My views have softened a bit over time. Early (expensive) general-purpose home robots will almost certainly have humanoid characteristics and have heads with the ability to express emotions (i.e. be social) — if nothing else, to appeal to the paying masses. And these robots will be useful: doing my laundry, cleaning my dishes, and cooking my meals. In the early attempts, I will still find their shallow attempts at emotion mundane and I will probably detest the sales pitches about “AI” and “robots that feel.” But as the emotional expressions become more natural and nuanced, and the robots become more capable, I will probably warm up to the idea myself.

TL;DR: No, many robots do not need heads. Even social robots may not need heads, but (whether I want them to or not) they probably will, because paying consumers will expect it.


by   -   August 11, 2013

On June 30th of this year, Ryerson University in Toronto held an event titled UAVs: Pros vs Cons Symposium. Some of the presentations have since been incorporated into a YouTube playlist by Nikola Danaylov.


by   -   August 8, 2013

In light of the popularity of his AR.Drone tutorials, we have invited Robohub contributor Mike Hamer to act as Guest Editor for our next focus series “Getting Started in Robotics.”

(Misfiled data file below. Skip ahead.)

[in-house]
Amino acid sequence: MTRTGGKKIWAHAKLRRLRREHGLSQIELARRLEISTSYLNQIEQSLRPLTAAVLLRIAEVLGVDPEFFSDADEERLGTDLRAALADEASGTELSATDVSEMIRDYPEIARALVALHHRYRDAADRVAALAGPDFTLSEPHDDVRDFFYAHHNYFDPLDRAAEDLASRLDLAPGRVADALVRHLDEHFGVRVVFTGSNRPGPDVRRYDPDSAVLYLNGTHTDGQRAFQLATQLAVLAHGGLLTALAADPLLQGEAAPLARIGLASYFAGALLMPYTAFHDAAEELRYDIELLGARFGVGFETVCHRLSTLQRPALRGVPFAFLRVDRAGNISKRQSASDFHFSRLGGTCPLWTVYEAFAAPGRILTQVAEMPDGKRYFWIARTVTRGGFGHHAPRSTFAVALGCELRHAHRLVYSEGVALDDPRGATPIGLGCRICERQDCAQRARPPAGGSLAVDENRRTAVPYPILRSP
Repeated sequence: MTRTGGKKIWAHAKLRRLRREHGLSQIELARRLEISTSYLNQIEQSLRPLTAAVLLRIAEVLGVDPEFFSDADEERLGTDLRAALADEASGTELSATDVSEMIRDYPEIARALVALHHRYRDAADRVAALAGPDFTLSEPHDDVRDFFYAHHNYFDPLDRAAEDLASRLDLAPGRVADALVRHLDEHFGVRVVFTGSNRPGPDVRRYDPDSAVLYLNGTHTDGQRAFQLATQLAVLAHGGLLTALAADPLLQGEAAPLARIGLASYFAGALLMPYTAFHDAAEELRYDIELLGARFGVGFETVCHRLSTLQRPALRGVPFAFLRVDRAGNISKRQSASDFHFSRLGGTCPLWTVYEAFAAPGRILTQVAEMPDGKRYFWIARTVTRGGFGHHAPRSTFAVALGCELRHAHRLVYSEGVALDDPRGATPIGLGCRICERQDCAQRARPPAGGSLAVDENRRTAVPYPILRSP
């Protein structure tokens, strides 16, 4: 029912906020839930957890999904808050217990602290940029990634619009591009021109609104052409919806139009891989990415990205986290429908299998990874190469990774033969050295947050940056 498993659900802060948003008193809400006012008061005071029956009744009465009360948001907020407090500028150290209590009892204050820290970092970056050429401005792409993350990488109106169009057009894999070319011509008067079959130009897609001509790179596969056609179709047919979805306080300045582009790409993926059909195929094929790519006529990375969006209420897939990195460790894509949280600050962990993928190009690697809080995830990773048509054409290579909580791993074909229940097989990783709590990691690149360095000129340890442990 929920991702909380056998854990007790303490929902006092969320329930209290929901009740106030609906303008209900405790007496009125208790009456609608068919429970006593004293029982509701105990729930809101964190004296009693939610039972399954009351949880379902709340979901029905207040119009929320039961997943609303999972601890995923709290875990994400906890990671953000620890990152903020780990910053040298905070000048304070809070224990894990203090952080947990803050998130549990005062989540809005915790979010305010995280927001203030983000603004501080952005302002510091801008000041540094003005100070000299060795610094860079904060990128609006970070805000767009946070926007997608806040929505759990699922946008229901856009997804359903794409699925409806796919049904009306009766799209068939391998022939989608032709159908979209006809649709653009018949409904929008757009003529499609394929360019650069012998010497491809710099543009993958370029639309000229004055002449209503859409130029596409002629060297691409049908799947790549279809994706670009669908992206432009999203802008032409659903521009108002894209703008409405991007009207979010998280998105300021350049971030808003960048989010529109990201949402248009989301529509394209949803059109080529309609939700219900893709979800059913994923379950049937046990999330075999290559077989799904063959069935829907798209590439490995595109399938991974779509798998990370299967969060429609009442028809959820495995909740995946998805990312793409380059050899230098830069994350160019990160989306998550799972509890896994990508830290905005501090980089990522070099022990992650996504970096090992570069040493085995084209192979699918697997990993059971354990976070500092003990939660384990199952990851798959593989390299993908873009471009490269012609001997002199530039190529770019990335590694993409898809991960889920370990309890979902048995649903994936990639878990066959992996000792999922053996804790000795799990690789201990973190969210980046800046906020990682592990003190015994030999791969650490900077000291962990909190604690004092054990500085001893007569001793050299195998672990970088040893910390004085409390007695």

Like many children who show an early interest in science, technology, engineering and mathematics (STEM), my childhood years were spent constructing Lego masterpieces and deconstructing household electronics.


by   -   July 27, 2013

SUSBEXPO is the first conference about unmanned systems to really focus on the growing commercial opportunities of this market. AUVSI put on a spectacular annual show, but it is predominantly military systems. SUSBEXPO is the brain child of Patrick Egan, who is a UAS business consultant, as well as being deeply involved in AUVSI, SUASNews, building on a background with the military and regulatory groups. The conference was held at the Golden Gate Club in San Francisco on July 25-26 and attracted attendees from all over the US and beyond. UAVs were on exhibit from companies like 3D Robotics, AgriFlight and MLB Drones, and Patrick Egan is expecting SUSBEXPO to be even larger next year.


by and   -   July 17, 2013

Autonomously flying robots — also called small-scale unmanned aerial vehicles (UAVs) — are more and more exploited in civil and commercial applications for monitoring, surveillance, and disaster response. For some applications, it is beneficial if a team of coordinated UAVs rather than a single UAV is employed. Multiple UAVs can cover a given area faster or take photos from different perspectives at the same time. This emerging technology is still at an early stage and, consequently, profound research and development efforts are needed.


by   -   June 11, 2013

The definitive list of private funding in robotics–or at least the most widely cited is the Hizook VC Funding for Robotics list.  The list for 2012 is out.   Please help make it complete by adding a comment if you know of private funding for a robotics company that is not included.  I am certain that there are deals that are not included.


by   -   June 11, 2013

Ava-500-Hallway-Conversation
New iRobot AVA 500, planned for 2014 delivery, navigates autonomously and can be sent from point A to B using an iPad.


by   -   May 29, 2013

Hello drones lovers! Here is the video of our first humanitarian mission with Drone Adventures. We went to Haiti to explore the potential uses of drones to map encampments, riverbeds and entire villages.






Editor's Picks